PBS Nature program on moose

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johnhens
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PBS Nature program on moose

Post by johnhens » Fri Feb 12, 2016 9:56 am

Nature had a program on moose and their decrease in populations. Part was filmed in Grand Portage. The decline points to Global Warming and the parasitic brainworm.
http://www.pbs.org/wnet/nature/moose-li ... ode/13815/

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Re: PBS Nature program on moose

Post by jrwiesz » Fri Feb 12, 2016 11:01 am

I watched it last night; enjoyable.
"And standing on the the crest of the Greenstone Ridge, I suddenly had this desire to retreat north to where I just come, to stay in the backcountry, to spend another day in a place where the only deadline I had was to pitch the tent before dark."
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Re: PBS Nature program on moose

Post by fonixmunkee » Sun Feb 14, 2016 2:58 am

Fantastic episode. Beautiful images and cinematography. This film does a great job or portraying the dire circumstances about the moose population decline. Although, I must say, it's an unfortunate title, even if it's accurate.

I can't believe how close the cameraman can get to the moose. It's also an impressive effort following these animals, and really great tracking. I'd love to know how they accomplished that.
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Re: PBS Nature program on moose

Post by johnhens » Sun Feb 14, 2016 7:59 am

fonixmunkee wrote:
I can't believe how close the cameraman can get to the moose. It's also an impressive effort following these animals, and really great tracking. I'd love to know how they accomplished that.
Tricia and I were talking about the number of times we have been charged in Spring when the cows had their new calves and how he/they avoided that.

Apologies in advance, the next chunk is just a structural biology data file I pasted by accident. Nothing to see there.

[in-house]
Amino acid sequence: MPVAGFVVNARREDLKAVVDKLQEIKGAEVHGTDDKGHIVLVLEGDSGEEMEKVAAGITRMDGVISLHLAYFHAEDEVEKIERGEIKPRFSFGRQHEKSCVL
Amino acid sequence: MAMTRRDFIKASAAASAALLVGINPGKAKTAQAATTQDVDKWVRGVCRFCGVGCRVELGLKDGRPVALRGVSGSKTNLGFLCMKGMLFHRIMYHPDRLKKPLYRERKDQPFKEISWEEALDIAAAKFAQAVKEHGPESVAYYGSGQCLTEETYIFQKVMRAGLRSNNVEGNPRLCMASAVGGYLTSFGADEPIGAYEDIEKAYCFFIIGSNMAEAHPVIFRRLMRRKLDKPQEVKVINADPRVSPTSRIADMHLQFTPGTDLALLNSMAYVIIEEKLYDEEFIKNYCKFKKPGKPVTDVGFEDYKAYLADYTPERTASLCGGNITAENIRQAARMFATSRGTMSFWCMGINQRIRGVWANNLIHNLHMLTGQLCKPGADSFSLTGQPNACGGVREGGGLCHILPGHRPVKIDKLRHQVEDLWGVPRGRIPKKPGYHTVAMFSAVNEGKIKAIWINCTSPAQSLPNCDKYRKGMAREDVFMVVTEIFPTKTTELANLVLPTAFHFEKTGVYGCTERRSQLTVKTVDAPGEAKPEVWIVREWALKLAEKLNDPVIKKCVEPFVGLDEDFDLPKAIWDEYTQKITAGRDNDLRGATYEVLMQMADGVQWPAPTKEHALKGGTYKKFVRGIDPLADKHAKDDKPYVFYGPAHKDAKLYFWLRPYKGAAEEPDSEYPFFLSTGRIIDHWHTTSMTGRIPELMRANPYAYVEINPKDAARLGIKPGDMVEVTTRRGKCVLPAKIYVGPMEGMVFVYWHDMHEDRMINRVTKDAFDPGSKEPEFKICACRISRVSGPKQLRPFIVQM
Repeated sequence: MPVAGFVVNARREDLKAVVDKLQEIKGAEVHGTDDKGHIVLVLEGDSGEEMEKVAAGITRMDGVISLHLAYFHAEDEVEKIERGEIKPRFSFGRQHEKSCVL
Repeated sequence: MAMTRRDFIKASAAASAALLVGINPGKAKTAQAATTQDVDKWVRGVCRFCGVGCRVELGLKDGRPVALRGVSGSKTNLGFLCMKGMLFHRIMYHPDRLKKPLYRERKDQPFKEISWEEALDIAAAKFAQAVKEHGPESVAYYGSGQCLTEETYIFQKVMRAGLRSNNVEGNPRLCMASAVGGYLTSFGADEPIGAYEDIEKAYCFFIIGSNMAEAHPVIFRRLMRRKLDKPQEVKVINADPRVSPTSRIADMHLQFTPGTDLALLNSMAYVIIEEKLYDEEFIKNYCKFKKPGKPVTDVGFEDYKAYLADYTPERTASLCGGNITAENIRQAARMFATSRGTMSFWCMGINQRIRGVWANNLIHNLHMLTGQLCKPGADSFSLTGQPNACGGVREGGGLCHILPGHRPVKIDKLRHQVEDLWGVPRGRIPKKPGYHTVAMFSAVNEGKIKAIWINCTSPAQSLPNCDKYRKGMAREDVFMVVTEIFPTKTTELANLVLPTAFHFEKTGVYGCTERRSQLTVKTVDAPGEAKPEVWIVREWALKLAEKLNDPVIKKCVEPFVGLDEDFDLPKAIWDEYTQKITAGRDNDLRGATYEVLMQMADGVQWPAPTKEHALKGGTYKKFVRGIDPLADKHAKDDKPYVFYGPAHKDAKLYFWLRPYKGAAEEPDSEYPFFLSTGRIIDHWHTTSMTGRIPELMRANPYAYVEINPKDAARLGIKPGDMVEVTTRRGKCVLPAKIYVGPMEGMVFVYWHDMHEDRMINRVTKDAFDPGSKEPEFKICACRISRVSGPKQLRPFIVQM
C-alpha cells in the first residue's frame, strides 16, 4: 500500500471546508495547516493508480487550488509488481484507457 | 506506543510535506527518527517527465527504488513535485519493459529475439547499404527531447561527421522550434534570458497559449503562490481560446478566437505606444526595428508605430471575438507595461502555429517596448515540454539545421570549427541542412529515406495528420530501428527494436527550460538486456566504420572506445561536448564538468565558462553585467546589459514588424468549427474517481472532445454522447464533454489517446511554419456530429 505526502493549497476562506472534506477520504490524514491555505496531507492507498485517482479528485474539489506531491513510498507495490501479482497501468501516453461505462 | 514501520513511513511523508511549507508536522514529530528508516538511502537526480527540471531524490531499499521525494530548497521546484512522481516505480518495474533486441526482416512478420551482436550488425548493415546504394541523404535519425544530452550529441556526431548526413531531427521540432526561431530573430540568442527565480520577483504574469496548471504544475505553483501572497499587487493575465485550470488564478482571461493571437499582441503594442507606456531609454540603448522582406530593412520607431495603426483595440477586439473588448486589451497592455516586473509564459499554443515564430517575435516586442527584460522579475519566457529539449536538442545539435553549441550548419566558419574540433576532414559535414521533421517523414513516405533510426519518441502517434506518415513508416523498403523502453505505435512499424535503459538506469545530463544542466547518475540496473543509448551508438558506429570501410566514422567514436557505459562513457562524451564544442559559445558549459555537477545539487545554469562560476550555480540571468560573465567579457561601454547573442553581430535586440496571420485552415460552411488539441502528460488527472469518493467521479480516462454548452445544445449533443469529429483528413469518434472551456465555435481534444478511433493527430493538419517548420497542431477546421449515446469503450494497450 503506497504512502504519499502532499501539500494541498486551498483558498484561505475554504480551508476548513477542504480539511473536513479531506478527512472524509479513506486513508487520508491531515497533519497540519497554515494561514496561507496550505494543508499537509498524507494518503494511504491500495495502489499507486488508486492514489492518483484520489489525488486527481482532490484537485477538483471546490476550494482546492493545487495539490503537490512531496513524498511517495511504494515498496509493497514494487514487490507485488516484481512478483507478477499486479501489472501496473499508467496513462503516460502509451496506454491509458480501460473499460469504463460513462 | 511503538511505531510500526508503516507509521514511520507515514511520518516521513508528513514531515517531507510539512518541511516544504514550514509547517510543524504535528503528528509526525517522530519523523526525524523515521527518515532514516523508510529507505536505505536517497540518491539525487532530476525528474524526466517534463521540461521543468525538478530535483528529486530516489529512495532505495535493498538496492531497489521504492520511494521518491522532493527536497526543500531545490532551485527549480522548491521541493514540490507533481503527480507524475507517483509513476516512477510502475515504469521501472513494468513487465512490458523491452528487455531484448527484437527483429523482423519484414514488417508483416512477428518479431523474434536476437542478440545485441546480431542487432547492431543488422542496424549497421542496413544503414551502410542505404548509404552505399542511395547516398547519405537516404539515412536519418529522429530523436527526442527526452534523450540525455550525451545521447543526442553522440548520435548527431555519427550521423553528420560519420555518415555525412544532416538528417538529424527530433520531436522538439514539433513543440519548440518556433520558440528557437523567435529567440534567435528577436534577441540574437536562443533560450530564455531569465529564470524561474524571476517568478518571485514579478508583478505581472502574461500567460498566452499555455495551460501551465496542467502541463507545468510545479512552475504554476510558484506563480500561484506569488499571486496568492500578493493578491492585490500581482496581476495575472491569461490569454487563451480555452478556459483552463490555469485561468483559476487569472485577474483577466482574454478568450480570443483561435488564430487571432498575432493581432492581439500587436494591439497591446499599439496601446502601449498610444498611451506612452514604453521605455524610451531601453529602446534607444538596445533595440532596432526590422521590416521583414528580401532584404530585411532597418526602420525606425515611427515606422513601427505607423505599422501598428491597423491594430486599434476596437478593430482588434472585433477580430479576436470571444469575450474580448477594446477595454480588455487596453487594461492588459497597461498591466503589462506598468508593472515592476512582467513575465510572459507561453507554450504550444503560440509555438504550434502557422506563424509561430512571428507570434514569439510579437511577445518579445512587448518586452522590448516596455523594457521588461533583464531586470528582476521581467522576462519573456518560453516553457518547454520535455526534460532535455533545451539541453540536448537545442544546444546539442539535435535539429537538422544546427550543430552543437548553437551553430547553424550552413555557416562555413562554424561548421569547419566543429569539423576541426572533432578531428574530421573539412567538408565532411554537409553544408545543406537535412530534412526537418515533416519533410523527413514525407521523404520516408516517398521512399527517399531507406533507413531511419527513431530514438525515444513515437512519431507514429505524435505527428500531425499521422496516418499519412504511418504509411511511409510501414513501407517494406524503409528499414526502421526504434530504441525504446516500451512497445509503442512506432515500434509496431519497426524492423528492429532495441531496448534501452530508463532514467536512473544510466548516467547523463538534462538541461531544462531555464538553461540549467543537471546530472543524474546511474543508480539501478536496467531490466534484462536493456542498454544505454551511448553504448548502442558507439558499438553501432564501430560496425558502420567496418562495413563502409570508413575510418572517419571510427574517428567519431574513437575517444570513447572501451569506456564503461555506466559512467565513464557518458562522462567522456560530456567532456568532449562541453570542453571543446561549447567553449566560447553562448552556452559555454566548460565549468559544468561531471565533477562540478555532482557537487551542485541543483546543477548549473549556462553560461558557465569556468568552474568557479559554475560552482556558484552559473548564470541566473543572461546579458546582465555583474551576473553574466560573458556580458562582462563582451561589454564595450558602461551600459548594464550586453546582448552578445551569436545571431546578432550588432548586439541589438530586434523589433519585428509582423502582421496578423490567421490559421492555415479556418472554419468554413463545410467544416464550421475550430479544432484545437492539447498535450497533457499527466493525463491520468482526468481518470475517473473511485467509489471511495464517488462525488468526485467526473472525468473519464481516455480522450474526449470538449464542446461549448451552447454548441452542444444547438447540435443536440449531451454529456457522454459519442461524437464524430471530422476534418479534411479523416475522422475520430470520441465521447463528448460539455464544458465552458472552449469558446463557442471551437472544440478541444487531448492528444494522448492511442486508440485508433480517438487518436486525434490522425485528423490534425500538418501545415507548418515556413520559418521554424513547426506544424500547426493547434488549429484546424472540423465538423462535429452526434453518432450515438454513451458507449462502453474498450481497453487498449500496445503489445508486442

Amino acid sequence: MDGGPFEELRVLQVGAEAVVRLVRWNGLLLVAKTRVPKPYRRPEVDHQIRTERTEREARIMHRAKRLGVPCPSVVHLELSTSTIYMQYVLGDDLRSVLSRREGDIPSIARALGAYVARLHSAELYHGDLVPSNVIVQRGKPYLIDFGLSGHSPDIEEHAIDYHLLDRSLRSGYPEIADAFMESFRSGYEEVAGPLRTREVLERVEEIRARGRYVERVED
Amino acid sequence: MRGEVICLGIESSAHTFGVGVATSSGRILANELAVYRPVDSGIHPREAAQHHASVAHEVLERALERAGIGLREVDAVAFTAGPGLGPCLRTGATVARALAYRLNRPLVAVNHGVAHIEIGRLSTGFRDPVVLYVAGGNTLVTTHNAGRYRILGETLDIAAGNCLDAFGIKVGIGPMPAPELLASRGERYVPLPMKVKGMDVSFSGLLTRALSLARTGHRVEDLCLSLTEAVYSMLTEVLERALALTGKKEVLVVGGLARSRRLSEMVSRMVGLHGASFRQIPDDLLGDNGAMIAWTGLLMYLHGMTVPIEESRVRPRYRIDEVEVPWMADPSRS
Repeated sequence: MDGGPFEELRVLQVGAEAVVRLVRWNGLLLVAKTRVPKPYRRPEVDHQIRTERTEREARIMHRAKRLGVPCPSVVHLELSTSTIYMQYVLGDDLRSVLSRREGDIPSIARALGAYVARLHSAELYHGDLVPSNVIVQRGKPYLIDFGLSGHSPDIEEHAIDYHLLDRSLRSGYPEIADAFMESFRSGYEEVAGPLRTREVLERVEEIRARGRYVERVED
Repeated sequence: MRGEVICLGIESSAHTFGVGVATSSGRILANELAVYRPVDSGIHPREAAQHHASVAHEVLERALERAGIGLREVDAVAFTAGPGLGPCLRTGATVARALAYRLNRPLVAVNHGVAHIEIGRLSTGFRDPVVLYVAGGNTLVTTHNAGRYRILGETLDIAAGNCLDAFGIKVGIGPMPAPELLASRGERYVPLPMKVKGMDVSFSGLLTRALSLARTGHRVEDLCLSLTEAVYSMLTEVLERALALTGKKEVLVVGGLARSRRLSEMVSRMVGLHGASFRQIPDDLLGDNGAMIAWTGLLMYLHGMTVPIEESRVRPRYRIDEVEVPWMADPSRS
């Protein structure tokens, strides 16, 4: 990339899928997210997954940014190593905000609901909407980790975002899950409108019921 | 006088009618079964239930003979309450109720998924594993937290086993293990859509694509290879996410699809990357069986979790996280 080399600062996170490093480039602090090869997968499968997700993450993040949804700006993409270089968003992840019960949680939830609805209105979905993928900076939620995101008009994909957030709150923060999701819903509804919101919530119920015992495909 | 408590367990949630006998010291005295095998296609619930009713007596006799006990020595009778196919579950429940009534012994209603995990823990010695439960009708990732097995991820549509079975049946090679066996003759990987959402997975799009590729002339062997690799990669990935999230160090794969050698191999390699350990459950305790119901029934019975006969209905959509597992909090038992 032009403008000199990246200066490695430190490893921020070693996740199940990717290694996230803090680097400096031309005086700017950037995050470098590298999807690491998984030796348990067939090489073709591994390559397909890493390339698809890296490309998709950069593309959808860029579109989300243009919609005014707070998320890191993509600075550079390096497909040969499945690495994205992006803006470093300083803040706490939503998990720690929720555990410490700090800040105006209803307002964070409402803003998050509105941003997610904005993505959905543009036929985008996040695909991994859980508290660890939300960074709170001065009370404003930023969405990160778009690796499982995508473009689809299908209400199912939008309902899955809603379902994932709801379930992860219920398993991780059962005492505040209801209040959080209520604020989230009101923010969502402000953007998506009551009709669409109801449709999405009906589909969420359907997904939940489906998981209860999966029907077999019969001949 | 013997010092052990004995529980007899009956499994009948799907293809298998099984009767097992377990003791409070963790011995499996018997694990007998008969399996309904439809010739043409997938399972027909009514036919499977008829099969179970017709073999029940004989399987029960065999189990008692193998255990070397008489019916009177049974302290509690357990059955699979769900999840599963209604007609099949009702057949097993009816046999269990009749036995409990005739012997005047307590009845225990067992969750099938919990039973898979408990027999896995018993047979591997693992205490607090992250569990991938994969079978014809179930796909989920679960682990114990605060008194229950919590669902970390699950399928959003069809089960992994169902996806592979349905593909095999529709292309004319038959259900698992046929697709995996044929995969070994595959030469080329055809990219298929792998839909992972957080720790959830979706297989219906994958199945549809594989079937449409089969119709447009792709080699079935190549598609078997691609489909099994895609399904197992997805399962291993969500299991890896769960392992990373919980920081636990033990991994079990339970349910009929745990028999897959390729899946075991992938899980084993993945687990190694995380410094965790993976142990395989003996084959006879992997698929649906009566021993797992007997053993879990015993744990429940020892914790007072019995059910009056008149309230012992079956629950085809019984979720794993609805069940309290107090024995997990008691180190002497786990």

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Re: PBS Nature program on moose

Post by MikeTokarz » Wed Feb 24, 2016 6:48 am

That was a great watch. Fantastic cinematography indeed. It was really cool how after staying with the moose for a while they began to be more comfortable with him.


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Re: PBS Nature program on moose

Post by odd man out » Wed Feb 24, 2016 7:11 am

I will have to watch that. I went backpacking last summer with a friend who is a retired DNR biologist who has done much research on moose, including IR. He taught me a lot about moose. He was also involved in the reintroduction of moose to the UP but I've never seen one there.


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Re: PBS Nature program on moose

Post by johnhens » Wed Feb 24, 2016 8:19 am

odd man out wrote:I will have to watch that. I went backpacking last summer with a friend who is a retired DNR biologist who has done much research on moose, including IR. He taught me a lot about moose. He was also involved in the reintroduction of moose to the UP but I've never seen one there.
What did you learn about moose?


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Re: PBS Nature program on moose

Post by odd man out » Wed Feb 24, 2016 10:27 am

johnhens wrote:
odd man out wrote:I will have to watch that. I went backpacking last summer with a friend who is a retired DNR biologist who has done much research on moose, including IR. He taught me a lot about moose. He was also involved in the reintroduction of moose to the UP but I've never seen one there.
What did you learn about moose?
There is this one tree (not sure now which one it is - maybe Mountain Ash) that is called the moose killer. The moose really love to eat it and will go to great lengths to get it. Unfortunately, the tree tends to grow on the edge of rocky outcroppings, including the edge of cliffs. As a DNA biologist, he would track down radio collared moose and on several occasion they would find moose who died from falling off a cliff trying to browse off this three that was just out of reach. We passes several nice trees growing right on the edge of the cliffs at pictured rocks and my friend would comment that a moose would have no hesitation to reach for those outer branches even if it meant risking a 200 foot drop into lake Superior. However, I don't think there are too many moose in PRNL.

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